Running through the Central Belt of Scotland, 55.967 N, 4.067 W
Emperor Antoninus Pius ordered for a new wall to be built in the north as a response to pressure from the Caledonians. This new wall was to mark the northernmost territory of the empire and serve as the replacement to Hadrian's Wall.
Approximate Year of Completion
about 154 AD
Duration of construction
142 AD-154 AD
It spanned approximately 63 kilometers (39 miles) and was about 3 meters (10 feet) high and 5 meters (16 feet) wide. The wall was protected by 16 forts with small fortlets between them; troop movement was facilitated by a road linking all the sites known
as the Military Way. A visual of the forts and fortlets is provided below.
Th wall was completely a turf wall built on a stone foundation. “the Wall appears to have been constructed using whatever materials were to hand, and Breeze (1982) has suggested that the term ‘Earth Wall’ would be more accurate..”
-T. Willmot. This is actually on Hadrians Wall, but the construction was still done in the traditional Roman fashion. I could not find any article specifically about the turf in this wall. The wall was also fortified by little holes nicknamed "lilies."
These were used to inhibit enemy cavalry and can be seen below.
Other significant comments
The wall was abandoned only 8 years after completion, and the garrisons relocated back to Hadrian's Wall. In 208 AD Emperor Septimius Severus re-established legions at the wall and ordered repairs; this has led to the wall being referred to as the Severan Wall. The occupation ended a few years later, and the wall was never fortified again. Most of the wall and its associated fortifications have been destroyed over time, but some remains are still visible.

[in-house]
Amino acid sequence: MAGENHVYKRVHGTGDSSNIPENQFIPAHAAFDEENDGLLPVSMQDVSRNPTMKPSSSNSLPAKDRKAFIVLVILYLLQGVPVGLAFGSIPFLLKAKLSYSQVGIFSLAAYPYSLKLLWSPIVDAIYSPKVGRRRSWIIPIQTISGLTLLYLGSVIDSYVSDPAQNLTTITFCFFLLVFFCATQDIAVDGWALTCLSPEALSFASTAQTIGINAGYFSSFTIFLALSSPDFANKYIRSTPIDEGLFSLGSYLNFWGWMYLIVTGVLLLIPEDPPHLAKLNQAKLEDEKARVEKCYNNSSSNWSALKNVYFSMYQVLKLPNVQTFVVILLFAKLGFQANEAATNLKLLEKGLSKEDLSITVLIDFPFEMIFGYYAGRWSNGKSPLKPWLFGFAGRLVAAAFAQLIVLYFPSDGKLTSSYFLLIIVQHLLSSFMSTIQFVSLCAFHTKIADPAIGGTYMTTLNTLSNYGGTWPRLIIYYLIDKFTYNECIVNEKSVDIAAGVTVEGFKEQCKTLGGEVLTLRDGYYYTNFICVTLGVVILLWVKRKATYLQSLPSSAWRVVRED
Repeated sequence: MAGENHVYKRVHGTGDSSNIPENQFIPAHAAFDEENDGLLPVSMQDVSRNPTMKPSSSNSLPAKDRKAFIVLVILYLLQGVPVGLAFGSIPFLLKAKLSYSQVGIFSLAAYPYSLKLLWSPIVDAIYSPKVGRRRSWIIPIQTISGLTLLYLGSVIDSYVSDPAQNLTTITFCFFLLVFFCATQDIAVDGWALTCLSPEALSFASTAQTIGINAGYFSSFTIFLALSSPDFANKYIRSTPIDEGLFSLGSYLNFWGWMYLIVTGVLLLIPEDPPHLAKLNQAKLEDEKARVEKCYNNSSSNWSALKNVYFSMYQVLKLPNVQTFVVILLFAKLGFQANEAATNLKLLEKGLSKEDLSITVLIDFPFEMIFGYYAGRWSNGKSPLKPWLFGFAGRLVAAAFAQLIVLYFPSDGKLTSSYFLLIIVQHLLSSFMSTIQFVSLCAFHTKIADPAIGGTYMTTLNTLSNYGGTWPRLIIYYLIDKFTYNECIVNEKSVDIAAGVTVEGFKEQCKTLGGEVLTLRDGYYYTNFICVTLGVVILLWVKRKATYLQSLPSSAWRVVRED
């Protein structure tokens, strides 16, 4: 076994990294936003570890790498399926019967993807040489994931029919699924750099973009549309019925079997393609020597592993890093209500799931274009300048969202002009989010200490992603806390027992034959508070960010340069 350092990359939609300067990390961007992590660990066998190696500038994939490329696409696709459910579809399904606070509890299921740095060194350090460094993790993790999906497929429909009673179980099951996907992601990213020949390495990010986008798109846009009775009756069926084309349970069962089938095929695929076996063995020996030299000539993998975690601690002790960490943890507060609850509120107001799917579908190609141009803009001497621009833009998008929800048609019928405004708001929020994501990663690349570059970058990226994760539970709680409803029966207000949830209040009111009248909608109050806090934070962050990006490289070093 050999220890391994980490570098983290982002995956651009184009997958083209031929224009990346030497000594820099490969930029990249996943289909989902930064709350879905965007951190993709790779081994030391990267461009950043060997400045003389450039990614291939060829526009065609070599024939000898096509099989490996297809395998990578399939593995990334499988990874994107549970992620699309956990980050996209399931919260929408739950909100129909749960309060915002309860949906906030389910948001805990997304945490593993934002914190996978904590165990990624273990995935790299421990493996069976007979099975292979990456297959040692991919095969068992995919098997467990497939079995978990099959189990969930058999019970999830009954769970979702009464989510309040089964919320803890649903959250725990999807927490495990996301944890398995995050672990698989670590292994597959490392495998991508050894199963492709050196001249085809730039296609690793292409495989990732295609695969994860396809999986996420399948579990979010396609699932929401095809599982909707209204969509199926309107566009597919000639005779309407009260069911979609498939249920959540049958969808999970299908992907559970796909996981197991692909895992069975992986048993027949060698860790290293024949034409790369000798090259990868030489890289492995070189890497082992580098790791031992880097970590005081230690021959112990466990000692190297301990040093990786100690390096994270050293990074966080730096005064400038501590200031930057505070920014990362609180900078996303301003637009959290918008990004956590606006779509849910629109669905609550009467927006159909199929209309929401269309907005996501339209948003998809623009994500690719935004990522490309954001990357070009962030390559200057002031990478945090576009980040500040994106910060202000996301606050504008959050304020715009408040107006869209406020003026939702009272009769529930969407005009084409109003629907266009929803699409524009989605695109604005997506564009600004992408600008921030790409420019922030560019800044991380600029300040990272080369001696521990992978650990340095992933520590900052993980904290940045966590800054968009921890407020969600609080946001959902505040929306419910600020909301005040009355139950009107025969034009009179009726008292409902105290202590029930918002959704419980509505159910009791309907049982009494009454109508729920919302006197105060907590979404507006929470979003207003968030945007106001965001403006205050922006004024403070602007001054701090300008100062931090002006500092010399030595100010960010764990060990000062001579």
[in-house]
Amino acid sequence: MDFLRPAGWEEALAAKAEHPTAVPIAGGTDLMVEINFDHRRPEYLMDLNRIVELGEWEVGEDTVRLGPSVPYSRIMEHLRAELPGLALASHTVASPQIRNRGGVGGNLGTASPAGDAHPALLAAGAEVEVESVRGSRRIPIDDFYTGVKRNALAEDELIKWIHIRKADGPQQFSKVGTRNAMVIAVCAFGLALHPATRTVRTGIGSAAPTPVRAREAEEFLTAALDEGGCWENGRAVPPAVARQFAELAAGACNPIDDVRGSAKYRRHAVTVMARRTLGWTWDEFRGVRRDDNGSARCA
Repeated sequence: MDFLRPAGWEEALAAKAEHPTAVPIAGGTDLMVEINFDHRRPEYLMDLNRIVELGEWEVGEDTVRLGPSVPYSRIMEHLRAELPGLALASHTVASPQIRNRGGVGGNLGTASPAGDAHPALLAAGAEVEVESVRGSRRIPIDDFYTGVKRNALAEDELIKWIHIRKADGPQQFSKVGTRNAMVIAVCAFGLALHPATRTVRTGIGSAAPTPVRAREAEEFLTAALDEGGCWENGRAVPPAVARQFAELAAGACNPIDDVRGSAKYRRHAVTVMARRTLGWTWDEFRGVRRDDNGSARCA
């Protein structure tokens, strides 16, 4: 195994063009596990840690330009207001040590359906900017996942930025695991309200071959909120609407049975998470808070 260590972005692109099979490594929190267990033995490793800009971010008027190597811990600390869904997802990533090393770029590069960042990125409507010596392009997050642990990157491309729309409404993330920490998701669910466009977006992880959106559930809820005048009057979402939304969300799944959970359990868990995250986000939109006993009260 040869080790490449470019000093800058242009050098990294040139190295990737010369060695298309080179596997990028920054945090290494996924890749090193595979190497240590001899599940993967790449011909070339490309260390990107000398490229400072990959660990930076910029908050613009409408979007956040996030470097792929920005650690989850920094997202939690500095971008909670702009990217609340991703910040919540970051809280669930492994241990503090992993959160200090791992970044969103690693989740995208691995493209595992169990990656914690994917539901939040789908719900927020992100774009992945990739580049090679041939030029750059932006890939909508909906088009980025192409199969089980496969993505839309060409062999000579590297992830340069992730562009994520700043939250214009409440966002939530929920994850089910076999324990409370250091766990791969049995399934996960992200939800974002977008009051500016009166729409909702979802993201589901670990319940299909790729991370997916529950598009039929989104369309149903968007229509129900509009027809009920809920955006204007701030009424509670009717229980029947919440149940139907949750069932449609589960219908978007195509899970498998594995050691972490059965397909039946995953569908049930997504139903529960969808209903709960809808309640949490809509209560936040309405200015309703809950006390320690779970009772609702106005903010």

Breeze, D. J. (2004). The Antonine Wall, Berlin LTD, Berlin.
Wilmott, T. “The Turf Wall.” University of Durham, <https://www.dur.ac.uk/resources/archaeological.services/research_training/hadrianswall_research_framework/project_documents/TurfWall.pdf> (Apr. 30, 2015).
Hanson, W. S. and Maxwell, G. S. (1983). Rome’s North-West Frontier, the Antonine Wall, Edinburgh University Press, Edinburgh.
Keppie, Lawrence (1990). Roman Distance Slabs from the Antonine Wall, Hungarian Museum, Glasgow.
Robertson, Anne S. (1990). The Antonine Wall: a Handbook of the Surviving Remains, Glasgow Archaeological Society, Glasgow.